In brief

  • Gary Gensler has again stressed the importance of regulatory protections for crypto trading and lending platforms, including decentralized ones.
  • The SEC Chair was speaking before the European Parliament’s economic and monetary affairs committee.

Gary Gensler, chair of the U.S. Securities and Exchange Commission (SEC) warned today that the regulator is scrutinizing both cryptocurrency exchange and lending platforms, as well as stablecoins—all of which could pose a risk to investors. 

Gensler was speaking before the European Parliament’s economic and monetary affairs committee on transatlantic cooperation in the field of financial services. 

“Platform's being brought inside of some investor protection perimeter is really important,” he said and addressed claims by token promoters that many tokens were utilities. 

“These tokens are not like a laundromat token,” said Gensler, “They are highly speculative investment tokens for people who are trying to save or speculate for their future, and that's why it is appropriate to bring them inside the investor protection perimeter.”


He also said the $116 billion stablecoin industry was “embedded” in the wider crypto sphere. “I believe, in part, this facilitates those who want to seek and sidestep the host public policy goals,” he said. 

DeFi in the SEC’s crosshairs

“We're focused very much on the platforms, whether it's a trading platform or a lending platform, the bulk of the market activity takes place on these platforms whether centralized or so-called decentralized [ones],” said Gensler. 

Decentralized finance (DeFi) platforms pose a particular challenge for regulators, as investors deal directly with each other, dispensing with traditional brokers. 


Prior to his speech at the European Parliament, in an interview with the Financial Times, Gensler argued that DeFi was “not really a new concept” but a variation on peer-to-peer lending, which had been around since the start of the 21st century.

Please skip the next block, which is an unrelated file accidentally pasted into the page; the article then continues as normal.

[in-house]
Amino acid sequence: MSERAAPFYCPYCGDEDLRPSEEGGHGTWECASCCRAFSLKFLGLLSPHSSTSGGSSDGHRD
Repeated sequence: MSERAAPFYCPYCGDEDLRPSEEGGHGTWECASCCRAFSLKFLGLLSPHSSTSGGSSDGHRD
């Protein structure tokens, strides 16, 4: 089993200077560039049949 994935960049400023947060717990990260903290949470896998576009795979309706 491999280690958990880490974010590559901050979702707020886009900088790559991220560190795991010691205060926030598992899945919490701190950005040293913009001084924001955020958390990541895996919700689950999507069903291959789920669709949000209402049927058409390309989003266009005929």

While DeFi platforms were not as centralized as a traditional stock exchange, he argued that they feature “a fair amount of centralization” in their governance, fee models, and incentives.

The $2 trillion crypto industry has been in the SEC’s crosshairs of late. 

Increasing prominence and profits have attracted more scrutiny of cryptocurrency exchanges. Last week the UK’s Financial Conduct Authority declared that Binance, which saw $5 trillion of trading in the last year, has around 13 million customers but no global headquarters, was “not capable” of being supervised.

Gensler said that if the industry was “going to have any relevance five and 10 years from now, it’s going to be within a public policy framework.” 

“History just tells you, it doesn’t last long outside. Finance is about trust, ultimately,” he said. 

He also bemoaned the lack of startups issuing tokens at risk of qualifying as securities that had taken his advice to register with the SEC. Rather than working with the regulator, Gensler argued that some startups are instead “begging for forgiveness rather than asking for permission,” from the SEC.

Too bad today's laws were written in an "earlier bricks and mortar time," as Gensler himself admits.


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